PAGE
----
Case Study: Fixing A Google News Traffic Drop & Optimising For News

This is the first of two case studies that I have involving Google News and AMP for different news publishers. If you are looking for a Google News and AMP specialist then contact me for a consultation call.

In 2020 I helped a US entertainment news publisher increase Google News traffic to a whole section of their site by 98% in a month.

Fixing AMP & Meta Robots Nofollow Bug

This traffic increase was due to fixing a technical SEO problem, then implementing a news optimisation strategy.

I looked at historical data and determined that for some reason this section of the site was not appearing in Google News results such as Top Stories or Google’s Discover feed.

Tools like Ahrefs and Search Console were not giving me any indication as to why these pages weren’t showing up so I used Screaming Frog to crawl the site.

This revealed to me that there were certain limitations on crawling taking place, and that this was because of a tag called robots-meta. This tag was set to “nofollow”, which tells Google not to follow any links on a page. That includes links to images and external resources such as AMP. So it wasn’t that Google News wasn’t indexing the pages or something to do with content quality or Google News guidelines, it was that Google could not see the required images and some of the structured data (in this case provided by AMP) that is needed for Google News.

Optimising for Google News

Once the technical issue was fixed pages began appearing in Google News again. The next step was to optimize for news and discover results. This is not the same strategy as with typical SEO. For example, Google News and Google’s Discover service rely more heavily on entity recognition to serve results.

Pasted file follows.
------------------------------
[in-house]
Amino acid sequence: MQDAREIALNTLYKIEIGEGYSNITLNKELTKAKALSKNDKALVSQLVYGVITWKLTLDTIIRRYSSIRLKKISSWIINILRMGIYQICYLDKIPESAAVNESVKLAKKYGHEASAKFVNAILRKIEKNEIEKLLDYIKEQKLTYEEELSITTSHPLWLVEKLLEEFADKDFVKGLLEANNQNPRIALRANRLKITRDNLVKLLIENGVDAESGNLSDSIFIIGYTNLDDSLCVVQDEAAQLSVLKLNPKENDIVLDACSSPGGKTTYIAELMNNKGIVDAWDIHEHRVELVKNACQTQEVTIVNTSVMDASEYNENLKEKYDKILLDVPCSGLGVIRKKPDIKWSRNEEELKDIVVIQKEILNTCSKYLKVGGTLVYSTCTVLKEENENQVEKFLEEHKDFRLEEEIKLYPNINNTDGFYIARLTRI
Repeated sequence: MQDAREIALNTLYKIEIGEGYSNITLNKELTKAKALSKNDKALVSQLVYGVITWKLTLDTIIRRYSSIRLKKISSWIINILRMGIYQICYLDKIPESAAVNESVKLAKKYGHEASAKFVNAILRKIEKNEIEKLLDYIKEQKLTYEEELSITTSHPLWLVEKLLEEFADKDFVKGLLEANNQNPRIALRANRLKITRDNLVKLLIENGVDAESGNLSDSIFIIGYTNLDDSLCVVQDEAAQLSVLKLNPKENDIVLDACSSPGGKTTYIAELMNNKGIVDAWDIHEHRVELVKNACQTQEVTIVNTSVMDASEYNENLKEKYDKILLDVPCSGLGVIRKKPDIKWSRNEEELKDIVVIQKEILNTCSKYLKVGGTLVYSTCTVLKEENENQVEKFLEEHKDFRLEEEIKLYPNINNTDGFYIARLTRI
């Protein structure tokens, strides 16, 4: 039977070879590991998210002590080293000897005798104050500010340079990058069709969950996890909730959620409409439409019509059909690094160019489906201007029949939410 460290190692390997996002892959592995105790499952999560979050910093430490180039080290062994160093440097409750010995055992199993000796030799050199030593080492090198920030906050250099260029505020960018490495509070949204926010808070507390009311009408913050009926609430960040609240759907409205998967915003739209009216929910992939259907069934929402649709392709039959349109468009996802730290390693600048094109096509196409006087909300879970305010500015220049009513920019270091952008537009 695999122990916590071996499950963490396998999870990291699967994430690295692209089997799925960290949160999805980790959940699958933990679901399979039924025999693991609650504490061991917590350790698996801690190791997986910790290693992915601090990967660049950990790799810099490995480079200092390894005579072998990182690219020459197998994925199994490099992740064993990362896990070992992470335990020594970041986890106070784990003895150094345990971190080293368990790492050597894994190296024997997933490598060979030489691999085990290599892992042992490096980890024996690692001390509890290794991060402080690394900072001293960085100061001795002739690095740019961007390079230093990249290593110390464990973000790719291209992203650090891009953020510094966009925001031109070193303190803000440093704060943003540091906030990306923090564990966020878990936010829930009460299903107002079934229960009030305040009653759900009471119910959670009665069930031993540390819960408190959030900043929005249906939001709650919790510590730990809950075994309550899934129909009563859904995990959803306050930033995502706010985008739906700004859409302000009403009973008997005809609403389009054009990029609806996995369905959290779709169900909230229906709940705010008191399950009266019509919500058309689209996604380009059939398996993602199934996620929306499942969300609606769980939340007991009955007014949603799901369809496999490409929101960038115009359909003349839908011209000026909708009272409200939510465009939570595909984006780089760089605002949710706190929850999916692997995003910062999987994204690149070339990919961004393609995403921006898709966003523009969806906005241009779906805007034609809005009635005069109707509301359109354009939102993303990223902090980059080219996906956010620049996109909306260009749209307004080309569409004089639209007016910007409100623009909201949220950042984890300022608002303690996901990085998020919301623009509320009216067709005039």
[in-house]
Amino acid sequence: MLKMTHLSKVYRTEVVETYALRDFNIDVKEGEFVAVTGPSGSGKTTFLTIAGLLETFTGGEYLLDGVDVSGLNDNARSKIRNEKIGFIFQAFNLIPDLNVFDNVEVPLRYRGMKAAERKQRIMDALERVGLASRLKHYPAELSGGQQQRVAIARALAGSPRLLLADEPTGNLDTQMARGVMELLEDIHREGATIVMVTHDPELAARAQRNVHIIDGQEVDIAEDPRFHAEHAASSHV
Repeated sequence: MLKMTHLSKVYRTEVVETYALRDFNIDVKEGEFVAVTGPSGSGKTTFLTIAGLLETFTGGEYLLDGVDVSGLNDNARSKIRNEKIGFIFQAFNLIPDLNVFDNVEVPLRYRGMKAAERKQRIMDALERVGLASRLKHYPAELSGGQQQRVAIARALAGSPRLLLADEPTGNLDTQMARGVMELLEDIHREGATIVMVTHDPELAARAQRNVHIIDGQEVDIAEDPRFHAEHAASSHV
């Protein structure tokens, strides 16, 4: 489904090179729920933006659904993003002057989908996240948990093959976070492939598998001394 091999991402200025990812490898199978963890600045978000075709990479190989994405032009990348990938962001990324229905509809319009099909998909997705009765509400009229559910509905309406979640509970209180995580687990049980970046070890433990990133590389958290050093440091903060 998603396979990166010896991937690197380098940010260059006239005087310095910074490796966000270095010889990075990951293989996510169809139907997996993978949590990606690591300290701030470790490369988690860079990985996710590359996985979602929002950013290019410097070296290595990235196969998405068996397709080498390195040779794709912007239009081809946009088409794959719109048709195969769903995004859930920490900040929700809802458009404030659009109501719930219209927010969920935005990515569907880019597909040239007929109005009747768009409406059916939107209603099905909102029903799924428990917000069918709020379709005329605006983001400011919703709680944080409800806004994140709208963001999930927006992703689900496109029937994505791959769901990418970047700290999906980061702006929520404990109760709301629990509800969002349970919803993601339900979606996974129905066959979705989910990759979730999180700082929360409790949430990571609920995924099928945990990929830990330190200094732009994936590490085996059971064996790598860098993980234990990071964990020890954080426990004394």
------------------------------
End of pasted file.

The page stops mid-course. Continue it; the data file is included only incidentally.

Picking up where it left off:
One way to optimize for both News and Discover is to find the entities that have high search volume and that have news carousel result. For example, brands, celebrities, & news events. You can find these by looking at Search Console data and looking at traffic spikes. This is similar to keyword research in some ways but also very different.

In this case we used brands and celebrity names within titles that had been shown to work in the past. In Google News this means the articles appear in Top Stories for searches for the celebrity, while in Discover users who have previously read about that celebrity or brand are also shown news relating to that person or brand entity.

These spikes in traffic led to a 98% increase in overall traffic to this section of the website.


Entity recognition is a subtask of information extraction that seeks to locate and classify named entities.

Google Discover is (in part) powered by entity recognition and organising information around entities, whereby users are served news that they may be interested in based on previous search and browsing behaviour that was connected to a specific entity. This is probably powered by Google’s Knowledge Graph.

For example, if you read entertainment news stories about Jennifer Lopez, Google will think you are interested in this person and they will resurface in your feed if news articles are published about them. Other entities can be topics, keywords, places, and so on.

It will be interesting to see how publishers and news SEOs try to optimize for this.

Recommendations for Google News publishers

My recommendation is to start by analyzing spikes in traffic from Discover and to put together a list of entities and keywords to use in article headings. Some of these will be evergreen with reliable traffic, while others will be one off spikes so check them in Google Trends. Then create a Google News checklist for writers and editors that reminds them to use entity terms where appropriate in article titles (also remember Google News doesn’t use meta titles – it uses the page title). This can be an effective strategy for smaller news publishers too. In many cases it will be something that happens naturally but it is worth knowing how it works and how to optimize for it too.